The case of the estate of Adrian Jacobs versus JK Rowling is swiftly summarized: the late Jacobs wrote about wizards and wizard school before Rowling did, therefore she plagiarized him.

And the case of Helen Hegemann, the 17-year-old German literary sensation accused of plagiarizing material from creative artist Airen’s Strobo is just as swiftly summarized: there is no such thing as originality, Hegemann said, only authenticity.

Somewhere in between these two extremes, our definition of plagiarism as a literary crime will have to change.

Adrian Jacobs published The Adventures of Willy the Wizard: No 1 Livid Land in 1987, apparently through a vanity press. The author died in 1997. Jacobs’ estate didn’t file their plagiarism case earlier for technical reasons; now his lawyers charge that Rowling stole various ideas from Willy the Wizards, most notably for her book Harry Potter and the Goblet of Fire. Rowling calls the charges “laughable” and rejected the plagiarism charges fiercely. But as one of the world’s most successful authors, she is also inured to being at the receiving end of plagiarism charges.

A brief look at the excerpts from Willy the Wizard are enough to establish the vast, yawning gap between Jacobs imagination and writing skills, and Rowling’s far more intricate technique. Here is Jacobs in one of the contested passages—his lawyers allege that Rowling stole the idea of wizards playing chess on wizard trains from him:

“Willy had been on Cloud 84 which was for Wizard Chess Players.

These were pullman-like trains made of see-through platinum, and inside the trains were chess rooms. Willie was handicapped 18. There were Wizard Chess Masters who were virtually unbeatable. Willie had made a daring move.”

The Jacobs case is based on a simple, naïve assumption: content matters more than style. Unfortunately, there are only eight original plotlines in the world, if you believe Aristotle, and with literary fiction, what really counts is what you do with your material. In journalism and in narrative non-fiction, plot—and sources—are key, which is why we have the tradition of footnotes, attributing quotes and giving credit to those who come up with original ideas and analysis. The rules change with fiction: Jacobs no doubt honestly believed that he was the only author in the world to come up with the idea of wizard colleges and wizard transport. (Terry Pratchett invented the Unseen University for wizards before Jacobs, and Jill Murphy came up with Miss Cackle’s Academy for Witches back in the 1970s, to name only two of Jacobs’ predecessors.)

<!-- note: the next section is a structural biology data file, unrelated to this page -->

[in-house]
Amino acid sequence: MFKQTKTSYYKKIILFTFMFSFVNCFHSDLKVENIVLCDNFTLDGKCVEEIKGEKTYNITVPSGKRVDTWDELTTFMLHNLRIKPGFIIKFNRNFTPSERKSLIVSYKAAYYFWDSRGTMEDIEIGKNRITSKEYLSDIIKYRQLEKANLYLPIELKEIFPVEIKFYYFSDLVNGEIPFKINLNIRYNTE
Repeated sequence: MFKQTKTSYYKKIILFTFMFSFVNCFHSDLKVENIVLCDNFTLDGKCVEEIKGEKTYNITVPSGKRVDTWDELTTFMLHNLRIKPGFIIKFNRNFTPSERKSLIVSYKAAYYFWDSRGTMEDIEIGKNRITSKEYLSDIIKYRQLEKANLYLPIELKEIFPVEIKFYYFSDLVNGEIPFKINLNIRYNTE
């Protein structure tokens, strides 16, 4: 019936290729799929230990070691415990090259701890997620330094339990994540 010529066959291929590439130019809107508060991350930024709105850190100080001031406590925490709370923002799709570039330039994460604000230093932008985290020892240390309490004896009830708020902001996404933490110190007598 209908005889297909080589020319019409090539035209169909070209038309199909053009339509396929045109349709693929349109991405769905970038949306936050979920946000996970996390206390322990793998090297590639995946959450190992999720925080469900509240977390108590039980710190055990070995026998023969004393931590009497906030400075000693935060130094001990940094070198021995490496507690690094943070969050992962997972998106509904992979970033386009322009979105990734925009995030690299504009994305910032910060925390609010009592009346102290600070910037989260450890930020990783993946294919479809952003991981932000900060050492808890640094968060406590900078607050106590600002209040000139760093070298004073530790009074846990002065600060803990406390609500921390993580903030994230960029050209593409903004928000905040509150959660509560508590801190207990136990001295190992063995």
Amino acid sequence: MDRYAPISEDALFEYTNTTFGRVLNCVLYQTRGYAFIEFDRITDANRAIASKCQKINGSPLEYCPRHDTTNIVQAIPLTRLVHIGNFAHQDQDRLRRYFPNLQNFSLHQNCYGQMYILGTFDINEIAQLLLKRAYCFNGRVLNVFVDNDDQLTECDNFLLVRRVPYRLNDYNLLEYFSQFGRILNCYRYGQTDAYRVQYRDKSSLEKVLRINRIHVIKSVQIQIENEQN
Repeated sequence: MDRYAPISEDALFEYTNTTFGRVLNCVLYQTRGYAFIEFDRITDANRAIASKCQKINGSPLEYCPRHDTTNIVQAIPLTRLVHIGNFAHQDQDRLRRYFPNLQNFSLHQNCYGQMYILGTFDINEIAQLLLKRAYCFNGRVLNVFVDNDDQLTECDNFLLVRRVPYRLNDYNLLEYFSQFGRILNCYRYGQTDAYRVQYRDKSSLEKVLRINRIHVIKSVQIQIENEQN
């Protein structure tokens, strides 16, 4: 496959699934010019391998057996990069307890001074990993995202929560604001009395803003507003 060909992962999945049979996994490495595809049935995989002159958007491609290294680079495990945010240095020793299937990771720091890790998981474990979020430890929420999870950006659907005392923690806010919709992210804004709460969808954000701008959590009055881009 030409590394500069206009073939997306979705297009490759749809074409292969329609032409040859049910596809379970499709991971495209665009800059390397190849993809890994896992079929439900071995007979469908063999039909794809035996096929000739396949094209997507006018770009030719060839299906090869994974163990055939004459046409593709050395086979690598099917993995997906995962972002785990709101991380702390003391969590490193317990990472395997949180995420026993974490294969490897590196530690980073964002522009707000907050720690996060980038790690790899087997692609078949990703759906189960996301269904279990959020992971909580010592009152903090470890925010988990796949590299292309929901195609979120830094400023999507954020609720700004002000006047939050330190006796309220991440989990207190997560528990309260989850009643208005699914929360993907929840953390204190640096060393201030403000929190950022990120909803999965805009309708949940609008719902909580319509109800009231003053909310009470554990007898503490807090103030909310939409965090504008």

If you followed the principle in Jacobs lawsuit to its logical extreme—the first person to write about an idea has absolute moral copyright over it—Stephen King would have been unable to write horror novels, because MR James had preceded him, and Tolkien’s Lord of the Rings would effectively have been ruled plagiarism from the Norse sagas. The Jacobs lawsuit will continue, but it is highly likely that Rowling will be able to prove the originality of her work.

Hegemann’s case is strikingly different. Her novel, Axolotl Roadkill, has been critically acclaimed despite the plagiarism charges. Viewed dispassionately, Hegemann has done exactly the same as another teen wunderkind, Kaavya Viswanathan. Some years ago, Kaavya’s runaway success, How Opal Mehta Got Kissed…, was withdrawn from the market after it was proved that the author had borrowed plotlines, characters and fragments of dialogue from several different sources.

Hegemann has never denied incorporating work from other authors into her novel; her defence is that attribution is unimportant, because she’s remixed the material in a way that makes it her own. She, and several commentators in Germany, don’t see this as a case of plagiarism so much as a case of lack of attribution: Hegemann said recently that she should have acknowledged her sources.

In the Jacobs-Rowling case, the battle is over what constitutes originality—and Hegemann’s generation, brought up in the mash-up culture, will inevitably challenge the sanctity of authorship. If literature can have several versions—and multiple authors, just as a web page is a constantly updating version of itself, then the yardstick will shift to the quality of the mashup, as you evaluate the author as remix artist. Airen, the author of the stolen work, was reported to be less than indignant about the theft and more concerned with attribution—and perhaps that’s where the legal issues will eventually rest.

It’s an intriguing and disturbing shift: a generation used to viewing the written word as so much raw material already has trouble understanding the need for attribution. Hegemann understands this better than most of us in the over-30 generation: this isn’t about the death of authorship, but about the death of originality.